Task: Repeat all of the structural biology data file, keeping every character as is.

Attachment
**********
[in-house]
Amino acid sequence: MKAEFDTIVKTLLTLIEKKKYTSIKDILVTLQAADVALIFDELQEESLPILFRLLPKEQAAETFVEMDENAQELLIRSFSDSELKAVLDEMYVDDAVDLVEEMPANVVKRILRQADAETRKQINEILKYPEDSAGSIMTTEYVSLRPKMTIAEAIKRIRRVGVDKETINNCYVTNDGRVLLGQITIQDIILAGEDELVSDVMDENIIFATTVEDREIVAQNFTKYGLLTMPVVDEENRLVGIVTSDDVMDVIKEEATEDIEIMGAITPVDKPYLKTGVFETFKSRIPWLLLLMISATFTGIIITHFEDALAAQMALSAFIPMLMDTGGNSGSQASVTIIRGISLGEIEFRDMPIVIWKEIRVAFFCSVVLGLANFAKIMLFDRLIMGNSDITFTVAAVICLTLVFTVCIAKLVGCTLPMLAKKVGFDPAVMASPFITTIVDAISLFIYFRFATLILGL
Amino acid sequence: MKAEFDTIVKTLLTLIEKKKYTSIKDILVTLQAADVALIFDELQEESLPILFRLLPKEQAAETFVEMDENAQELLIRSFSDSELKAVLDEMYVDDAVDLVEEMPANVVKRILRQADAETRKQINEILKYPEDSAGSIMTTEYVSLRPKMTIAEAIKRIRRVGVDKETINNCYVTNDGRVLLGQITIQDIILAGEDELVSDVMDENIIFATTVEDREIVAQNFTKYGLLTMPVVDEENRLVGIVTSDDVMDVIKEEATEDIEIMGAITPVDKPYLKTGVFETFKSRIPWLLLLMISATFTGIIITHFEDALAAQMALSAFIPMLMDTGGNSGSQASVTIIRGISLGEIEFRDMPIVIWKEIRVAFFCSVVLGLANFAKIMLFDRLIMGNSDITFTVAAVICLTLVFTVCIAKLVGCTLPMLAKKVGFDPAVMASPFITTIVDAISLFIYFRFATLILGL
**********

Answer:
[in-house]
Amino acid sequence: MKAEFDTIVKTLLTLIEKKKYTSIKDILVTLQAADVALIFDELQEESLPILFRLLPKEQAAETFVEMDENAQELLIRSFSDSELKAVLDEMYVDDAVDLVEEMPANVVKRILRQADAETRKQINEILKYPEDSAGSIMTTEYVSLRPKMTIAEAIKRIRRVGVDKETINNCYVTNDGRVLLGQITIQDIILAGEDELVSDVMDENIIFATTVEDREIVAQNFTKYGLLTMPVVDEENRLVGIVTSDDVMDVIKEEATEDIEIMGAITPVDKPYLKTGVFETFKSRIPWLLLLMISATFTGIIITHFEDALAAQMALSAFIPMLMDTGGNSGSQASVTIIRGISLGEIEFRDMPIVIWKEIRVAFFCSVVLGLANFAKIMLFDRLIMGNSDITFTVAAVICLTLVFTVCIAKLVGCTLPMLAKKVGFDPAVMASPFITTIVDAISLFIYFRFATLILGL
Amino acid sequence: MKAEFDTIVKTLLTLIEKKKYTSIKDILVTLQAADVALIFDELQEESLPILFRLLPKEQAAETFVEMDENAQELLIRSFSDSELKAVLDEMYVDDAVDLVEEMPANVVKRILRQADAETRKQINEILKYPEDSAGSIMTTEYVSLRPKMTIAEAIKRIRRVGVDKETINNCYVTNDGRVLLGQITIQDIILAGEDELVSDVMDENIIFATTVEDREIVAQNFTKYGLLTMPVVDEENRLVGIVTSDDVMDVIKEEATEDIEIMGAITPVDKPYLKTGVFETFKSRIPWLLLLMISATFTGIIITHFEDALAAQMALSAFIPMLMDTGGNSGSQASVTIIRGISLGEIEFRDMPIVIWKEIRVAFFCSVVLGLANFAKIMLFDRLIMGNSDITFTVAAVICLTLVFTVCIAKLVGCTLPMLAKKVGFDPAVMASPFITTIVDAISLFIYFRFATLILGL